You encourage your readers to tell people about their own success as a method of networking to find out if you might have common interests with people. You also use your own name in your business when some people suggest that isn’t a good idea. Would you advise others to brand themselves and their own personality in their business?

Creating a brand takes constant focus. It also requires self confidence. One of the good motivators for branding is if your name is on something, you are immediately more alert to every single detail. The Trump brand is known worldwide for being the gold standard, and that’s not by accident. If you have a product that is worth putting your name on, then I would advise you to do so – provided you have the stamina to keep it at the highest level and to keep at it day in and day out. To me, the Trump brand is personal – it represents my family heritage as well as myself and my children. Do people take their families lightly? Not usually, and the same goes for your own brand. You will never take it lightly and, therefore, your margin for success will be greater. Putting yourself on the line can be a tremendous motivator.

I love your writing on “fear” – a debilitating emotion for so many. How can people overcome the fear, as you put it, “to attempt something”?

It’s important to replace the word ‘fear’ with ‘concern’ – we all have concerns but they shouldn’t be categorized as fears because that will immediately constrict your sense of power. Conquering ‘fear’ can be as simple as analyzing what the so-called fear is, breaking it down, and dealing with each aspect of it. Visualization also helps – don’t think so much about the problem that the solution can’t surface. Focus on the solution. Attempting something means the idea, the visual, is already somewhere in your subconscious and simply needs to be brought to conscious action. Not everyone succeeds at everything, but unless you try, your margin for success will be nonexistent. Go for it – it’s sometimes as simple as that. Being afraid to fail can also be seen as being afraid to succeed. If you look at it that way, you are more likely to get yourself going.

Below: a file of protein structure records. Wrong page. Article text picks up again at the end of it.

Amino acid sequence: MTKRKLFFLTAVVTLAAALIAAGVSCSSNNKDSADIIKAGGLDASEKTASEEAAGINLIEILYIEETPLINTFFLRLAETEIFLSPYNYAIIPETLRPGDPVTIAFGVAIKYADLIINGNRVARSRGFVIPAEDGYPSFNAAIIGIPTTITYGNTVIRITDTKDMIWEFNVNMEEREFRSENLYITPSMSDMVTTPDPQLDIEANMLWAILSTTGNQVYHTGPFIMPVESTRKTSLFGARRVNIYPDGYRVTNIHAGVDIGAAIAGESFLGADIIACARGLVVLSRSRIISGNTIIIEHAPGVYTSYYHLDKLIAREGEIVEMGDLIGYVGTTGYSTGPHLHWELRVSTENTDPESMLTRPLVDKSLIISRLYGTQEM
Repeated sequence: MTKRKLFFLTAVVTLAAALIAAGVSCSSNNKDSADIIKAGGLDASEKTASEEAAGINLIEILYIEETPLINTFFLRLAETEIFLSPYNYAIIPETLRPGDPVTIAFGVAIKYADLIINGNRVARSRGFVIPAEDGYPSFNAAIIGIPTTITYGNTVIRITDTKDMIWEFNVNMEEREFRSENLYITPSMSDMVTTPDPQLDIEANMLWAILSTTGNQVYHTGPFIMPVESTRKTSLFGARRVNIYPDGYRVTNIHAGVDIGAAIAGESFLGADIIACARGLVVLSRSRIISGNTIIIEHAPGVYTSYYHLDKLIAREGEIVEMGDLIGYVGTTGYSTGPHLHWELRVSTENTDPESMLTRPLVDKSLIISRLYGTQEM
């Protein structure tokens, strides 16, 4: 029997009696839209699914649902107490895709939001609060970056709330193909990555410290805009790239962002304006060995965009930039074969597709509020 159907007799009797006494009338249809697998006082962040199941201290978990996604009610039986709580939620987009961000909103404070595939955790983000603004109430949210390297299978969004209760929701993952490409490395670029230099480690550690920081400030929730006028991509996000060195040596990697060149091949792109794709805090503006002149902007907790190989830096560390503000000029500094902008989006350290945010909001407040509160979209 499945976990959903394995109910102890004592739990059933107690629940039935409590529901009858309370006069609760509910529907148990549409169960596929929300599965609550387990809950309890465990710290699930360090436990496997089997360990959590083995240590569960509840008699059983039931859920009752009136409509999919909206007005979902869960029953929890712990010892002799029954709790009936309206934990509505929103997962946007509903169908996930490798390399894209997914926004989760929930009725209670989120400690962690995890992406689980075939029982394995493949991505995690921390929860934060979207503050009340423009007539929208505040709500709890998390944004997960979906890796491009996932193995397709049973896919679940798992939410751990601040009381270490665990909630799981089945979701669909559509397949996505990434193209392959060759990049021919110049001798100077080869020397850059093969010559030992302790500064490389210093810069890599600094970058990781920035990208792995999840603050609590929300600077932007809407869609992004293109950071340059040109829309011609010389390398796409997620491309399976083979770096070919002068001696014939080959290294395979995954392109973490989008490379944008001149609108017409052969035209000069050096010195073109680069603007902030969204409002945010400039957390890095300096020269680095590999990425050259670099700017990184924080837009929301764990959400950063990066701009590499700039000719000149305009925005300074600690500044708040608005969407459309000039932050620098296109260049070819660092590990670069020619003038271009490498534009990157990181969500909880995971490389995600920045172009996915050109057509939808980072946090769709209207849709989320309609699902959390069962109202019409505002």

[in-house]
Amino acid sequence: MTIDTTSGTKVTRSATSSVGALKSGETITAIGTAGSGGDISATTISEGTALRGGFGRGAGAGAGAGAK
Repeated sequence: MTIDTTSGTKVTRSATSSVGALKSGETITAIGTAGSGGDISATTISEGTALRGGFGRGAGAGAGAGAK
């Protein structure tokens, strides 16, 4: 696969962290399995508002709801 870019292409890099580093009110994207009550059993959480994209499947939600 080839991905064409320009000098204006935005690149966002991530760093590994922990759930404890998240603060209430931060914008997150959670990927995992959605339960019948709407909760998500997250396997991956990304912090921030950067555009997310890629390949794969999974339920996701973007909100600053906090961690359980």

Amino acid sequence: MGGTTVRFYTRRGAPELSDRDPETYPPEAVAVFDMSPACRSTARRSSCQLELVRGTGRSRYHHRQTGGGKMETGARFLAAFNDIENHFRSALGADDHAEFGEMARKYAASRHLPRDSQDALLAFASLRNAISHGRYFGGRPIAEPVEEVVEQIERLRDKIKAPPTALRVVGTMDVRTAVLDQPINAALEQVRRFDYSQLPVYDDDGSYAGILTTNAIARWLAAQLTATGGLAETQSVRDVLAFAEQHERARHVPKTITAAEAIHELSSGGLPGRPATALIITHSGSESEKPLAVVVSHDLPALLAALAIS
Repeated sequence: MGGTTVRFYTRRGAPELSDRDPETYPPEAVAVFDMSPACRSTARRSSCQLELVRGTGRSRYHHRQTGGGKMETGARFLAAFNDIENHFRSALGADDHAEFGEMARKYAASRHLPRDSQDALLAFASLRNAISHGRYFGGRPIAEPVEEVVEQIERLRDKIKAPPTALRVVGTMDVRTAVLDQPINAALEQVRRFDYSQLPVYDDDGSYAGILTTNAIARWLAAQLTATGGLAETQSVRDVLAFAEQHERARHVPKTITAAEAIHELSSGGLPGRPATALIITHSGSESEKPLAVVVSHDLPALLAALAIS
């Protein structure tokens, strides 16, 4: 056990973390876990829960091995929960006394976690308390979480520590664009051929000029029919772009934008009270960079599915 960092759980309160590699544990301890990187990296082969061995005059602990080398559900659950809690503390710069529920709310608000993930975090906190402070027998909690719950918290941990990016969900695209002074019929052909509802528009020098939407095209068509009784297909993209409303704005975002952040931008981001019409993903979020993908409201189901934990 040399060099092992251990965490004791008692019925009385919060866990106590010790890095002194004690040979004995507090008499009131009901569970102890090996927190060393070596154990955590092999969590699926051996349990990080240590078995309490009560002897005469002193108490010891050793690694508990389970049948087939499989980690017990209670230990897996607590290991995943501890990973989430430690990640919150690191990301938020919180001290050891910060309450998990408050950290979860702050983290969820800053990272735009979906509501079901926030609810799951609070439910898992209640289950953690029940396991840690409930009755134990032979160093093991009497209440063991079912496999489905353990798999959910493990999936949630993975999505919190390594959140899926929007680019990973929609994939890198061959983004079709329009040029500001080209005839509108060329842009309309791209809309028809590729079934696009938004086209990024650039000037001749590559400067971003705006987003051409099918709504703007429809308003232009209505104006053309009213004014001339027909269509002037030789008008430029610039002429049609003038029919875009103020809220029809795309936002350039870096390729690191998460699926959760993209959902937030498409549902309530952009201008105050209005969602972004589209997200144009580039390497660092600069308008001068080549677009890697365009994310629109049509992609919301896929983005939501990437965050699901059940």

How tough are you on the people in your organization? There seems to be incredible loyalty, but that loyalty is only matched by your high standards. Any advice for small business owners on setting such standards?

I expect people to do their best, and anyone who works for me has to have a strong work ethic. I work quickly and they have to keep up with that tempo or it won’t work. I’ve noticed that people learn by watching, so it’s important to set the standard. I work long hours and love what I do, and everyone who works for me can readily see that. It can be contagious in the best way possible. They can also see that while I may be demanding, I am fair. We get things done and the standard is high, which is good for everyone. People should be proud to have the opportunity to work hard and to do their very best – and I give them that opportunity.

You talk about passion and efficiency being a combination that has helped you be successful. Can something as wild as passion be controlled by efficiency? How do you combine those sensibilities?

It’s passion with constraints. Without passion, there will be something missing, but technique is necessary. Business isn’t much different from the arts. In The Art of the Deal, my first book which is considered a business classic, I mention that deals are my art form. I have the passion but I also have the technique to get things done. If you have the know-how without the passion, a fizzle will result. Passion is a great motivator. It can conquer against great odds because of the energy that it generates.

Your style of negotiation is one of the things you are best known for and is one of the key skills to survive today. In closing, could you talk about the balance you refer to as key to any negotiation.

Negotiation involves consideration – you have to consider what the other side wants. Negotiation can’t be one-sided, and I’ve noticed many people fail to do their due diligence in this area. What do they want? What do you want? You can’t go in expecting to appease everyone, and you can’t go in expecting to get everything you want. That’s where the balance comes in. Be realistic while knowing exactly what you want.


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Category: Entrepreneur Interviews